OH!Lab Project: Collaborative Spaces in VR

Role: Lead Prototyper / Time Frame: 5 Months
OH!Lab, Carnegie Mellon University

An Oculus VR headset
Project Brief
The OH Lab logo
Does Virtual Reality have a lasting place in the executive conference room? This was one of the core questions behind the research that I participated in at Carnegie Mellon University with the OH! Lab in Spring of 2021. I served as the prototyping team lead in a multi-term project that sought to determine the benefits of VR in human collaboration, and specifically what benefits could be used in business collaboration. As the prototyping lead it was my job to oversee the creation of 3D assets, which I then imported into the Spatial conferencing app for Oculus Quest. These 3D environments were used in testing with Carnegie Mellon students to determine their efficacy in enhancing collaboration and communication.
Creating Prototypes
My main role as lead prototyper was to oversee the asset creation pipeline and ensure that our strict weekly testing deadlines would be met on schedule. I had a team of four other students who would create 3D scenes in Unity based on a series of prompts provided by the primary investigators (for instance, creating a pirate ship scene so that someone giving a presentation could stand behind the wheel as if they were the captain).

I would take the assets my team made and import them into Maya, often UV mapping them with additional textures or re-sizing them to better fit in the Spatial ecosystem. I then uploaded the prototypes to Spatial rooms and set them up with props so that they would be prepared for testing with live participants.
One of the Prototypes created in Autodesk Maya and
imported into Spatial VR
Learning Spatial
The Spatial logo
Learning to adapt Spatial, a remote conferencing app designed for use in VR, as a research tool provided a lot of unique challenges. I worked with a Primary Investigator and spatial team members themselves to adapt our models so that they could work within Spatial. Often updates would roll out during our testing phases that necessitated a re-construction of rooms from scratch. As many models would import into spatial half-broken or missing textures, many hours of trial and error were needed to make the research succeed.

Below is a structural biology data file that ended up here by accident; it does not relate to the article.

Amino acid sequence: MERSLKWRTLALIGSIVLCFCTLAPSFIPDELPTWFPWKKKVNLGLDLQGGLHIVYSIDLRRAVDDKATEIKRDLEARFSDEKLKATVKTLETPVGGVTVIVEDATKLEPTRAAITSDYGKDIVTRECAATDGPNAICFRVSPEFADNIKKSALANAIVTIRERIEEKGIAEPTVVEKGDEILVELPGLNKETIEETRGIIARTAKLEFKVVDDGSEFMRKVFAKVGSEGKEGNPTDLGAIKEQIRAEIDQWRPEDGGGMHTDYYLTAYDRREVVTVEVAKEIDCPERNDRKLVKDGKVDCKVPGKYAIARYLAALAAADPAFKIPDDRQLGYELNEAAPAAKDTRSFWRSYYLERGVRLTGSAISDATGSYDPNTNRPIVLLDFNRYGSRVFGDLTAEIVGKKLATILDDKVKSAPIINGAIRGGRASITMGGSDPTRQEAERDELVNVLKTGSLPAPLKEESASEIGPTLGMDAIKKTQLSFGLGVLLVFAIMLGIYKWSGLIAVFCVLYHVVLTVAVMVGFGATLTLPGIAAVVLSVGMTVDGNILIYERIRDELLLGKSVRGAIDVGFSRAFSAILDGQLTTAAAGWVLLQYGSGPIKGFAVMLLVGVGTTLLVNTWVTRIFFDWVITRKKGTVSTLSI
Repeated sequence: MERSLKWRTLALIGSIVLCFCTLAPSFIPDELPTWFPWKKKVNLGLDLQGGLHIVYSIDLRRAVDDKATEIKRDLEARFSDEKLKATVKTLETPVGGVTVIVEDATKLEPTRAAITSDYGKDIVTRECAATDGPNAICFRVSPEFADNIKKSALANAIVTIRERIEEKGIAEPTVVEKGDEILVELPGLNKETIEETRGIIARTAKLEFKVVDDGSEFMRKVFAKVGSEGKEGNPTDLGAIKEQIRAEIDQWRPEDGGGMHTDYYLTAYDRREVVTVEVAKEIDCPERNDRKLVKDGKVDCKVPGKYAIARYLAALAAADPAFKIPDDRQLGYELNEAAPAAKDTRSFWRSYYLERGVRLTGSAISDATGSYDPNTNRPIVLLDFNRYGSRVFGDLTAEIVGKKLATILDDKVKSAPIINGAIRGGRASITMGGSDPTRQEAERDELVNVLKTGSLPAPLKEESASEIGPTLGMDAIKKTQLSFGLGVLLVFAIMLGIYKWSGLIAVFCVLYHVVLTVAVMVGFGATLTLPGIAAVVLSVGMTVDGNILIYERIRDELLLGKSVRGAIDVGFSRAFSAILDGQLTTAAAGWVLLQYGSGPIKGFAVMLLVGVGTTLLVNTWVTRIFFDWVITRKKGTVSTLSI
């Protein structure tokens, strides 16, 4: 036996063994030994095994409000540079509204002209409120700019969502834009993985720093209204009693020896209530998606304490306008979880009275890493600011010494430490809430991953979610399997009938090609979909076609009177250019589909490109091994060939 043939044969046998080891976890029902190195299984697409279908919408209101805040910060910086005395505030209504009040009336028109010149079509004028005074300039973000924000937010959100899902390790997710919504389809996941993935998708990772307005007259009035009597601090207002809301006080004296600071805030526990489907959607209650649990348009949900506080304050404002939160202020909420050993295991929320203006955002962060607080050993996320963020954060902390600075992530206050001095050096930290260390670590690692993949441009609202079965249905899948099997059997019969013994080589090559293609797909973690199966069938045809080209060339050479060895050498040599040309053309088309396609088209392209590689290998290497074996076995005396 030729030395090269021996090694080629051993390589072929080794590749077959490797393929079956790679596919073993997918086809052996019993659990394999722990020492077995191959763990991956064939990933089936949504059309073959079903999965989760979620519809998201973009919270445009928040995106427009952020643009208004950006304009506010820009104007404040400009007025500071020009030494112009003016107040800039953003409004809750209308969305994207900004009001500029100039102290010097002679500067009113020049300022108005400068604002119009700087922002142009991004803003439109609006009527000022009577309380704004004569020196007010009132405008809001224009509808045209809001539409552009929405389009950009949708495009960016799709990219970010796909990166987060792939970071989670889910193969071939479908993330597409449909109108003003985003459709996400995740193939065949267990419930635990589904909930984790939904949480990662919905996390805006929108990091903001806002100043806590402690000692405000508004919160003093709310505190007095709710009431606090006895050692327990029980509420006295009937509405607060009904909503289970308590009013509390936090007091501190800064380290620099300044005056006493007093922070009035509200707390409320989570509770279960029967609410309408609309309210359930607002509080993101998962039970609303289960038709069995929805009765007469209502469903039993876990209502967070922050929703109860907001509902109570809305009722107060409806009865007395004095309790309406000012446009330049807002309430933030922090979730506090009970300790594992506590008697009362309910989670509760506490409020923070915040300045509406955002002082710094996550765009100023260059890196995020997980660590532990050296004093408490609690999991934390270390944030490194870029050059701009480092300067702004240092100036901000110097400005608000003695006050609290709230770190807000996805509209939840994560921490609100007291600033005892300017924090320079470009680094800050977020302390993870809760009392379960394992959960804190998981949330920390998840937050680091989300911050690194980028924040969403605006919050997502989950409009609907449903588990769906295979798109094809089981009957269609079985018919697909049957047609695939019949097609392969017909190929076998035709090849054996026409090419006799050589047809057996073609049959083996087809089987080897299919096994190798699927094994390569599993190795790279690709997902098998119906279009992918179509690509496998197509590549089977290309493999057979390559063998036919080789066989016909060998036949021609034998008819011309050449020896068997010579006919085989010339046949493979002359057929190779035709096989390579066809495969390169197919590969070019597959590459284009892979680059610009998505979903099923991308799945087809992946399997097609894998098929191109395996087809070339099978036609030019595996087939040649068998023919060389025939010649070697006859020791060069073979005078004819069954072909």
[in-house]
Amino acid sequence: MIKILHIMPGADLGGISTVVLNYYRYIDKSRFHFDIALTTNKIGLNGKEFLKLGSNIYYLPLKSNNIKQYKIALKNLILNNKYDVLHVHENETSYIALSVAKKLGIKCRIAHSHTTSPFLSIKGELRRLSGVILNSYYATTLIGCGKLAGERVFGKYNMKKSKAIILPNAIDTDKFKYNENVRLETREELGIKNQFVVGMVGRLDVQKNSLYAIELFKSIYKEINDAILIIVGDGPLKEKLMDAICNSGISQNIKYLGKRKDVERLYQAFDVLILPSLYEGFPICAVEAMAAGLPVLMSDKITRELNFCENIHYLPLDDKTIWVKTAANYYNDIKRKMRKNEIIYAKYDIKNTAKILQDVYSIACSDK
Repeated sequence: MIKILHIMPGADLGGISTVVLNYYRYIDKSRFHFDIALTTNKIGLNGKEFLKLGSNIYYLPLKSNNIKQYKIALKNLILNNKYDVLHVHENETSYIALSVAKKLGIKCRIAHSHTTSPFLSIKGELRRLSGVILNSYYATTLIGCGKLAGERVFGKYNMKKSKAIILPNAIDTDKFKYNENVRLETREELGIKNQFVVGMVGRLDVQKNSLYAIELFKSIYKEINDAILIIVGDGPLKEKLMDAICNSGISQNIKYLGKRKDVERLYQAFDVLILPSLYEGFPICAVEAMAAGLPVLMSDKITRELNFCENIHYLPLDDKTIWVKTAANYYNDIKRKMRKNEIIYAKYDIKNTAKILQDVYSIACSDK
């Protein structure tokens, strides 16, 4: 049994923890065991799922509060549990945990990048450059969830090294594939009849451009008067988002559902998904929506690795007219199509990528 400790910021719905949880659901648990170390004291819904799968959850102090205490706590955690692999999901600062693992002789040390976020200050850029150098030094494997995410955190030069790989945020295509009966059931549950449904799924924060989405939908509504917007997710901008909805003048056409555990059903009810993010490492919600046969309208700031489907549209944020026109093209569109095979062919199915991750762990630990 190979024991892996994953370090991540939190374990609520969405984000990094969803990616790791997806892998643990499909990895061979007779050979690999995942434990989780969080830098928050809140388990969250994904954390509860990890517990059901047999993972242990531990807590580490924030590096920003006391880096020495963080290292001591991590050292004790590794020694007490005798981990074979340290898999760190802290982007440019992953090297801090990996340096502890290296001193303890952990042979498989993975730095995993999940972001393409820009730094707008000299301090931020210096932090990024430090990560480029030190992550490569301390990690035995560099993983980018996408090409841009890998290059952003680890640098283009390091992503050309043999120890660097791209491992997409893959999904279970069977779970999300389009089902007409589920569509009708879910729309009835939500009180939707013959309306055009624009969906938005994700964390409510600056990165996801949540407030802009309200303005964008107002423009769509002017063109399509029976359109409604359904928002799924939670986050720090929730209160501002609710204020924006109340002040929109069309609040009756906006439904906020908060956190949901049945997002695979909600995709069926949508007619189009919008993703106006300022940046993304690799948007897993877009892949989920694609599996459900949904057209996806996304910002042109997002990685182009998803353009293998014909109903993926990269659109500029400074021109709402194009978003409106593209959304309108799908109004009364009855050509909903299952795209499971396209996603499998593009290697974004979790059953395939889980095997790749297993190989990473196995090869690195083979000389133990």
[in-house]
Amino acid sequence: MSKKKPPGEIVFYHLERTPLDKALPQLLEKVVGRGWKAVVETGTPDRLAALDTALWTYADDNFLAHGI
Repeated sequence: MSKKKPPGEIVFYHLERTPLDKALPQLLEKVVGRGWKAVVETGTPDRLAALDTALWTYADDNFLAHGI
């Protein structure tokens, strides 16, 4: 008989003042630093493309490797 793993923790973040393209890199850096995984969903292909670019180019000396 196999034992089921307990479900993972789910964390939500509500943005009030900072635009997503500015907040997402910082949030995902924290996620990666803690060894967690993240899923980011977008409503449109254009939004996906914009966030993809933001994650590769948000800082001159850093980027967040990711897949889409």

Testing and Iterating
User-posted image of a puppy
user-posted selfie
Multi-media from users in Spatial testing
User-posted image from browser
Aside from leading the prototyping team I also assisted with testing the spatial rooms on live participants. Our research team worked alongside an undergraduate communications class who gave speeches and conducted exercises in our VR environments. They were later polled for feedback and on occasion interviewed. From their responses we learned that VR held a great deal of potential for furthering collaboration. One scene in particular, modeled after a museum, allowed participants to decorate their spaces with multimedia (images, videos, 3D paintings, etc) and sparked engaging conversation among all participants, who reflected a desire to continue meeting in the virtual space.

The research is currently ongoing at CMU, and the team has pivoted to testing on pairs of participants in more intensive, hour-long sessions. My final weeks in the lab were spent transitioning the next prototyping lead and teaching them the asset pipeline from Unity/Maya to Spatial.
A selection of the Spatial rooms we employed in user testing
While I enjoyed the research aspect of this project, my biggest takeaway was in experience as the leader of a team. Managing each individual’s assignments and making sure the team was on track for deadlines was a challenge in the fast-paced environment of the lab. Additionally, I had my own prototyping responsibilities. My team and I wound up working very well together and we always managed to bring more prototypes to the table than anticipated. Keeping such an efficient process running smoothly was a fun challenge and it taught me a lot about the delicate balance of team management.
Created by Brady Baldwin, 2021